Economists predict continued strong job creation

03.12.2012


Economists predict that job creation will continue to be strong, instead of decelerating.
Economists predict that job creation will continue to be strong, instead of decelerating.

Economists predict that the U.S. labor market, which has created more than 200,000 positions during each of the last three months, will continue staffing a growing number of jobs, according to The Associated Press.

The labor market was showing signs of improvement during the same time in 2011, but various events including the Japanese earthquake interfered with continuing progress, the media outlet reports. Between February and April of 2011, the U.S. economy created an average of 239,000 positions every month. The rate of job growth then dropped to less than 80,000 positions per month between May and August.

The most recent evidence that the U.S. jobs market is on strong footing is the Labor Department report released on March 9, which indicated that the nation created 227,000 jobs in February. The unemployment rate was unchanged at 8.3 percent, but had been at 9 percent as recently as September.

Additional data released by the Department of Labor indicated that worker productivity decelerated during the final quarter of 2011, growing at an annualized rate of 0.9 percent. The figure grew at a rate of 1.8 percent during the previous quarter. Slowing productivity growth means that companies will need to hire more workers in order to keep up with rising demand instead of squeezing additional output out of employees.

Consumers have also engaged in substantial deleveraging, paying off debt they accumulated during the most recent economic expansion. Data provided by the Federal Reserve indicates that the fraction of post-tax income going towards debt payments has dropped to its lowest level since 1994, according to the media outlet.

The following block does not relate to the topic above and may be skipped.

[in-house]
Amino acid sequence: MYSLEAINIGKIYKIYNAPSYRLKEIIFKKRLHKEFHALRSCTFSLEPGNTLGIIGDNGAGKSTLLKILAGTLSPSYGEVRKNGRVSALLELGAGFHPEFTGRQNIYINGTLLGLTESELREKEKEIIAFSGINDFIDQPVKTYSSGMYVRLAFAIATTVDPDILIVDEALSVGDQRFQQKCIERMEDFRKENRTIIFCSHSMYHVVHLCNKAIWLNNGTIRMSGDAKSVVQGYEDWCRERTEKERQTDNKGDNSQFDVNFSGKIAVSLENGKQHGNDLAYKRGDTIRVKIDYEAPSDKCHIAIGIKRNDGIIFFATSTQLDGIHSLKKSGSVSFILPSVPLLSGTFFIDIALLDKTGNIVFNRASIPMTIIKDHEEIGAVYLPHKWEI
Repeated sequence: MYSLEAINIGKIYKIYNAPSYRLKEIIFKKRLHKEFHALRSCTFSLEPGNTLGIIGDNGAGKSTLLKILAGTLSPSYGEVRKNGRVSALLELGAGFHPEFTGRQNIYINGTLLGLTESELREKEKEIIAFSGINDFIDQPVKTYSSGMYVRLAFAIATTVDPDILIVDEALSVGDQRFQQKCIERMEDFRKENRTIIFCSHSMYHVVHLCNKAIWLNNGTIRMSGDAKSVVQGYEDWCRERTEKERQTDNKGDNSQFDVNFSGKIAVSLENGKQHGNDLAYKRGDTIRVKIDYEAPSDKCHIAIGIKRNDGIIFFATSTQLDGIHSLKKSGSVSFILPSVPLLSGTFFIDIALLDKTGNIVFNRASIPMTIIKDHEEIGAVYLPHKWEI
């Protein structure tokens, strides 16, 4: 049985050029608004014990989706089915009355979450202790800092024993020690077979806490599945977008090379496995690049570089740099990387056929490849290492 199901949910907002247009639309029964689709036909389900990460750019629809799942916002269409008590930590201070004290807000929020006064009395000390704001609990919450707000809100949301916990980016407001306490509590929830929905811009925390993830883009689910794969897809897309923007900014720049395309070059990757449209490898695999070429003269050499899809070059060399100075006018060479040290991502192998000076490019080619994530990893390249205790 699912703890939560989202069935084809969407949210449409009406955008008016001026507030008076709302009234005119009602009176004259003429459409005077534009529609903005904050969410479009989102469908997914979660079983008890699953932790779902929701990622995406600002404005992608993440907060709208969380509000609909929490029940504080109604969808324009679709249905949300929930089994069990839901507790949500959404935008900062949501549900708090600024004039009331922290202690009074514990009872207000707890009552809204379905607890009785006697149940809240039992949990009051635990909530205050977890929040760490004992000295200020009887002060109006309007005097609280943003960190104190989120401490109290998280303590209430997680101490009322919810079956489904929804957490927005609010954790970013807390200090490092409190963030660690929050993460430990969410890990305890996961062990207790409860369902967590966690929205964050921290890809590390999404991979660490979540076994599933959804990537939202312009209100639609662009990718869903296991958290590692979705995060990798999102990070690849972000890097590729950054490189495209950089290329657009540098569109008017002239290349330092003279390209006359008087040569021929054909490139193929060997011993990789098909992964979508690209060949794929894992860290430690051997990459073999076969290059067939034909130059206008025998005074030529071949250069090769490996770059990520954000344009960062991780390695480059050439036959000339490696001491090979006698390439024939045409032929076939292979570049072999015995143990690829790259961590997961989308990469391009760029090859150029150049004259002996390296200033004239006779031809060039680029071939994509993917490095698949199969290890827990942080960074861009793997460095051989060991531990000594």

The credit market has warmed up, and U.S. banks are lending more to businesses. Data provided by the Federal Deposit Insurance Corp. indicates that lending to businesses surged 14 percent in 2011 to $1.35 trillion, the news source reports. Loans made to small businesses also rose as the year started to wind down.


An example of this job creation is property and casualty insurer Acuity, which announced on March 12 that it plans to hire 50 employees as a result of substantial revenue growth, according to a statement. The insurer plans to engage in staffing at its headquarters in Sheboygan, Wisconsin.

The firm indicated that revenue surged by more than 8 percent in 2011, and that the company's top line growth is 12 percent so far in 2012. Acuity announced plans to hire people to work on claims, underwriters, human resources professionals, programmers, regulatory analysts and people to provide technical support.

"The economy is beginning to rebound, which is driving up demand for insurance coverage at the same time the rest of the insurance marketplace is tightening," Ben Salzmann, Acuity's president and chief executive, said in the statement. "Acuity is expanding because our financial strength provides us the capacity to take on more business and be a resource for a growing number of families, individuals and businesses."

Lynn Coady, Acuity's vice president of human resources, stated that the staffing efforts will be made easier by the quality candidates created by local universities. She said in the statement that "the University of Wisconsin system and area colleges continue to produce high-quality graduates to fill these positions."

She added that "We are seeing the best of the best [-] students with high grade point averages who are tech-savvy, who are critical thinkers with pleasant demeanors, and many who are coming to Acuity with internship experience."

Hopefully, further staffing efforts of the company will benefit from current labor market conditions.